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The Biden administration will appeal the transportation mask mandate


Nearly all major airlines, transit systems and ridesharing services have made masks optional. That's after a ruling earlier this week from Judge Kathryn Kimball Mizelle that abruptly struck down the rule from the Centers for Disease Control and Prevention that required masks on public transit. The Biden administration waited a couple of days before announcing they'd appeal the ruling.

NPR's Selena Simmons-Duffin has been speaking with health law experts all week. Selena, thanks for being with us.


SIMON: First, remind us, please, of what was in Judge Mizelle's opinion.

SIMMONS-DUFFIN: Yeah, so Judge Mizelle was nominated by former President Trump, and she was given a rating of unqualified by the American Bar Association because of her limited time practicing law and her lack of trial experience. In this ruling, she found that CDC didn't have the authority to issue this mask requirement and that it didn't follow the right procedures. Legal experts I talked with this week had very strong words about this opinion. One called it a legal abomination. Another said it read like a first-year law student's exam. And they said the reasoning was a stretch and that she ignored legal norms, and that this ruling has huge implications. Not only did it lead to people pulling off their masks mid-flight all over the country, but it could have the effect of limiting the power of CDC to issue public health rules down the line.

SIMON: Then why did it take a few days for the Department of Justice under the Biden administration to file an appeal?

SIMMONS-DUFFIN: Yeah, it's kind of strange. If the government wanted this back into effect right away, you would have expected lightning speed - like they would have asked for an emergency pause on her decision right away, but they didn't. Stephen Vladeck teaches law at the University of Texas, and he has a theory about this, which relates to the fact that the mandate is set to end on May 3.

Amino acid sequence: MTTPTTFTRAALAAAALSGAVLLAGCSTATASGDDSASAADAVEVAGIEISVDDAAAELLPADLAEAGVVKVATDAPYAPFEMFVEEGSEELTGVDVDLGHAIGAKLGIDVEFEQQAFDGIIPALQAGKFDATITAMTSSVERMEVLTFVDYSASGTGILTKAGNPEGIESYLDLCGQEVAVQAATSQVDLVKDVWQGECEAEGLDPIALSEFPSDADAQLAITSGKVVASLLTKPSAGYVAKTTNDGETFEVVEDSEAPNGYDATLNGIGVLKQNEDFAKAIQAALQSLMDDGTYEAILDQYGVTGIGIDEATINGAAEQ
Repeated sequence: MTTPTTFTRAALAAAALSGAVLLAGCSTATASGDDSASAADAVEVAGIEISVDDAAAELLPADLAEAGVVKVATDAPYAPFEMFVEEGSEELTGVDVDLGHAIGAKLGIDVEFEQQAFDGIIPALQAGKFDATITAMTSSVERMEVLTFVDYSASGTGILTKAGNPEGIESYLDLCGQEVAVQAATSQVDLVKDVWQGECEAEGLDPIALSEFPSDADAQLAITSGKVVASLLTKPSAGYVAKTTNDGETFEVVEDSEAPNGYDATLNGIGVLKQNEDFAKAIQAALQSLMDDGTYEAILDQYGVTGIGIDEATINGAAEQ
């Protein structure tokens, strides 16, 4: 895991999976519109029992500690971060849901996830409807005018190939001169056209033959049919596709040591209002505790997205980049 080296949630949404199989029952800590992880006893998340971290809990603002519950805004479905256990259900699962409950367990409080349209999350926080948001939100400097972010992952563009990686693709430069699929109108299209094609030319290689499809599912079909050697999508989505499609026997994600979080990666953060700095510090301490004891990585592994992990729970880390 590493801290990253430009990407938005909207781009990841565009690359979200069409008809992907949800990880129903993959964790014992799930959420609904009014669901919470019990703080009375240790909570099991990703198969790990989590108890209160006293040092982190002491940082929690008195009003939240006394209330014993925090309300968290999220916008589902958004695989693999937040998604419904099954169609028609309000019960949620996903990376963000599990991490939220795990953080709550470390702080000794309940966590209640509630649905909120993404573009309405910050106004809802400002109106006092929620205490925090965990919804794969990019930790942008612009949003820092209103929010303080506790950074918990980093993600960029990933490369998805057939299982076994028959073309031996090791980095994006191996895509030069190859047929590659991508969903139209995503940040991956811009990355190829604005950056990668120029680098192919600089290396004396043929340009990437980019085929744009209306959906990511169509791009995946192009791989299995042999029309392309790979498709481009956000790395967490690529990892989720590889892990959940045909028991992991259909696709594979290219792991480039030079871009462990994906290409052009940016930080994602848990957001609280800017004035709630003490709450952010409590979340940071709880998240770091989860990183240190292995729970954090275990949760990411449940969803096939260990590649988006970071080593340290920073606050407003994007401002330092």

STEPHEN VLADECK: Because the mandate's about to expire anyway, it seems just as possible that the government's real goal is to wipe off of the books Judge Mizelle's ruling, striking it down.

SIMON: How does that work? I mean, I took civics in high school, but I still don't understand. How does that work?

SIMMONS-DUFFIN: It's a little obscure. So this is the part of the story that has a surprising connection to underwear from the 1940s.

SIMON: You know, a hundred jokes are passing through my mind, and I think I'm going to avoid all of them. Why don't you just pick it up, Selena?

SIMMONS-DUFFIN: OK, stick with me. Back in 1944, the federal government sued Munsingwear, a Minnesota-based underwear company, because it said the company had overpriced its heavy knit underwear, and that violated wartime price controls. It took years for the case to wind its way through the appeals process, and by the time it got to the Supreme Court in 1950, there were no more price controls on the underwear. So in its decision, the Supreme Court established the Munsingwear doctrine. Basically, if the dispute has gone away during the appeals process, the higher court can wipe the lower court's ruling away. So in this case, after May 3, Vladeck says...

VLADECK: The government can say, look, we're not going to have a chance to argue why Judge Mizelle's ruling was incorrect. Therefore, the proper thing to do is to wipe that ruling off the books and just dismiss this entire lawsuit.

SIMMONS-DUFFIN: Of course, he says, only the government knows its legal strategy here. But every day that the government does not request a stay, he's more convinced that this is the real goal - to vacate the ruling so that, legally speaking, it never happened.

SIMON: Nobody talks about underwear and the Constitution as lucidly as Selena Simmons-Duffin. Thanks so much for being with us, Selena.

SIMMONS-DUFFIN: Thank you. Transcript provided by NPR, Copyright NPR.